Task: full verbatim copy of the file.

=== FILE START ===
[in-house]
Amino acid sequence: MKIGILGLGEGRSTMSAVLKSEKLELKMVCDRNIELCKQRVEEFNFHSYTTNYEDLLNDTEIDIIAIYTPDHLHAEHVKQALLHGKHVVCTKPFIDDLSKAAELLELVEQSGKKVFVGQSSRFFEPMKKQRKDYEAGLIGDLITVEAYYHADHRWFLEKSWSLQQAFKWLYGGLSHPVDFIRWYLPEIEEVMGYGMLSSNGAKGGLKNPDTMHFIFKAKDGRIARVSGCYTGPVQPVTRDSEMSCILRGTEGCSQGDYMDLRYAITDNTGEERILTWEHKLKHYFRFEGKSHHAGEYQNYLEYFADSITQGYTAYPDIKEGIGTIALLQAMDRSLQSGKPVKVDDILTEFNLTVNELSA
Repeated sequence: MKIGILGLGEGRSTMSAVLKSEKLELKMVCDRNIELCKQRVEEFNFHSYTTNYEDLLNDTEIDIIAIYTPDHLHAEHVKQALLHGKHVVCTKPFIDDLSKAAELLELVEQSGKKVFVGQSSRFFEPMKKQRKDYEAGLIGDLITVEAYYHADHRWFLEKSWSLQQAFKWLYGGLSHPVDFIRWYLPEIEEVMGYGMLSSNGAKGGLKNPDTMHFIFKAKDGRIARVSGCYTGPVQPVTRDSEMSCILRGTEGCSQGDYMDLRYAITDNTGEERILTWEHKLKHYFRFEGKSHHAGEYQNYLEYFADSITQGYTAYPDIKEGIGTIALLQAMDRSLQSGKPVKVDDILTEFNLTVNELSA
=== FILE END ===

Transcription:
[in-house]
Amino acid sequence: MKIGILGLGEGRSTMSAVLKSEKLELKMVCDRNIELCKQRVEEFNFHSYTTNYEDLLNDTEIDIIAIYTPDHLHAEHVKQALLHGKHVVCTKPFIDDLSKAAELLELVEQSGKKVFVGQSSRFFEPMKKQRKDYEAGLIGDLITVEAYYHADHRWFLEKSWSLQQAFKWLYGGLSHPVDFIRWYLPEIEEVMGYGMLSSNGAKGGLKNPDTMHFIFKAKDGRIARVSGCYTGPVQPVTRDSEMSCILRGTEGCSQGDYMDLRYAITDNTGEERILTWEHKLKHYFRFEGKSHHAGEYQNYLEYFADSITQGYTAYPDIKEGIGTIALLQAMDRSLQSGKPVKVDDILTEFNLTVNELSA
Repeated sequence: MKIGILGLGEGRSTMSAVLKSEKLELKMVCDRNIELCKQRVEEFNFHSYTTNYEDLLNDTEIDIIAIYTPDHLHAEHVKQALLHGKHVVCTKPFIDDLSKAAELLELVEQSGKKVFVGQSSRFFEPMKKQRKDYEAGLIGDLITVEAYYHADHRWFLEKSWSLQQAFKWLYGGLSHPVDFIRWYLPEIEEVMGYGMLSSNGAKGGLKNPDTMHFIFKAKDGRIARVSGCYTGPVQPVTRDSEMSCILRGTEGCSQGDYMDLRYAITDNTGEERILTWEHKLKHYFRFEGKSHHAGEYQNYLEYFADSITQGYTAYPDIKEGIGTIALLQAMDRSLQSGKPVKVDDILTEFNLTVNELSA